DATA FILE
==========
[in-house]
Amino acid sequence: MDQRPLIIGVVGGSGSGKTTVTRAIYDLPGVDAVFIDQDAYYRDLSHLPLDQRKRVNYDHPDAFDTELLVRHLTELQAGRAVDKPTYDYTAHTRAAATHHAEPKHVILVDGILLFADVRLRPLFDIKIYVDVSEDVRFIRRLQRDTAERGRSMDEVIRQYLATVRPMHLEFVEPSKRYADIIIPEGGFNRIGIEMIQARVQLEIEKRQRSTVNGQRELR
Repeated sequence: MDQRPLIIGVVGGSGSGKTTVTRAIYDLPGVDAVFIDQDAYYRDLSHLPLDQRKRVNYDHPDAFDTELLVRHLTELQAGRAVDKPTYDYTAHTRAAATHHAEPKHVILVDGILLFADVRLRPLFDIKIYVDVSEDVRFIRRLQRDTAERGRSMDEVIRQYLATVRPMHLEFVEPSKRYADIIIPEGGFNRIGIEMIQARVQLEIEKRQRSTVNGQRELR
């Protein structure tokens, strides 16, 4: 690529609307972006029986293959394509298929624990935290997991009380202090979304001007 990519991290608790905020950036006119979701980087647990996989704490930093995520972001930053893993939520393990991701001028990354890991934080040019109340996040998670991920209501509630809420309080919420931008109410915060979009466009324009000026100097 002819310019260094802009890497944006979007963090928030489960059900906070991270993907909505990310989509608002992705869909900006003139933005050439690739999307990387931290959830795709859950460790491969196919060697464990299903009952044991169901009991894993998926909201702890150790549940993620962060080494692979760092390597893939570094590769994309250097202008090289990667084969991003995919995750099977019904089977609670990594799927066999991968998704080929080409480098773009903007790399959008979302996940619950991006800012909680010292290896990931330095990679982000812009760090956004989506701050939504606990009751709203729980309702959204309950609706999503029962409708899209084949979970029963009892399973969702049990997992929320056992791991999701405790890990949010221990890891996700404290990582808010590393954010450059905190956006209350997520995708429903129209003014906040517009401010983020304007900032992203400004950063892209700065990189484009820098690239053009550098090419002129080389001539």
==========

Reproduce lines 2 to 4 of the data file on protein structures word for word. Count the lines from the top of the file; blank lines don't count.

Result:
Amino acid sequence: MDQRPLIIGVVGGSGSGKTTVTRAIYDLPGVDAVFIDQDAYYRDLSHLPLDQRKRVNYDHPDAFDTELLVRHLTELQAGRAVDKPTYDYTAHTRAAATHHAEPKHVILVDGILLFADVRLRPLFDIKIYVDVSEDVRFIRRLQRDTAERGRSMDEVIRQYLATVRPMHLEFVEPSKRYADIIIPEGGFNRIGIEMIQARVQLEIEKRQRSTVNGQRELR
Repeated sequence: MDQRPLIIGVVGGSGSGKTTVTRAIYDLPGVDAVFIDQDAYYRDLSHLPLDQRKRVNYDHPDAFDTELLVRHLTELQAGRAVDKPTYDYTAHTRAAATHHAEPKHVILVDGILLFADVRLRPLFDIKIYVDVSEDVRFIRRLQRDTAERGRSMDEVIRQYLATVRPMHLEFVEPSKRYADIIIPEGGFNRIGIEMIQARVQLEIEKRQRSTVNGQRELR
């Protein structure tokens, strides 16, 4: 690529609307972006029986293959394509298929624990935290997991009380202090979304001007 990519991290608790905020950036006119979701980087647990996989704490930093995520972001930053893993939520393990991701001028990354890991934080040019109340996040998670991920209501509630809420309080919420931008109410915060979009466009324009000026100097 002819310019260094802009890497944006979007963090928030489960059900906070991270993907909505990310989509608002992705869909900006003139933005050439690739999307990387931290959830795709859950460790491969196919060697464990299903009952044991169901009991894993998926909201702890150790549940993620962060080494692979760092390597893939570094590769994309250097202008090289990667084969991003995919995750099977019904089977609670990594799927066999991968998704080929080409480098773009903007790399959008979302996940619950991006800012909680010292290896990931330095990679982000812009760090956004989506701050939504606990009751709203729980309702959204309950609706999503029962409708899209084949979970029963009892399973969702049990997992929320056992791991999701405790890990949010221990890891996700404290990582808010590393954010450059905190956006209350997520995708429903129209003014906040517009401010983020304007900032992203400004950063892209700065990189484009820098690239053009550098090419002129080389001539």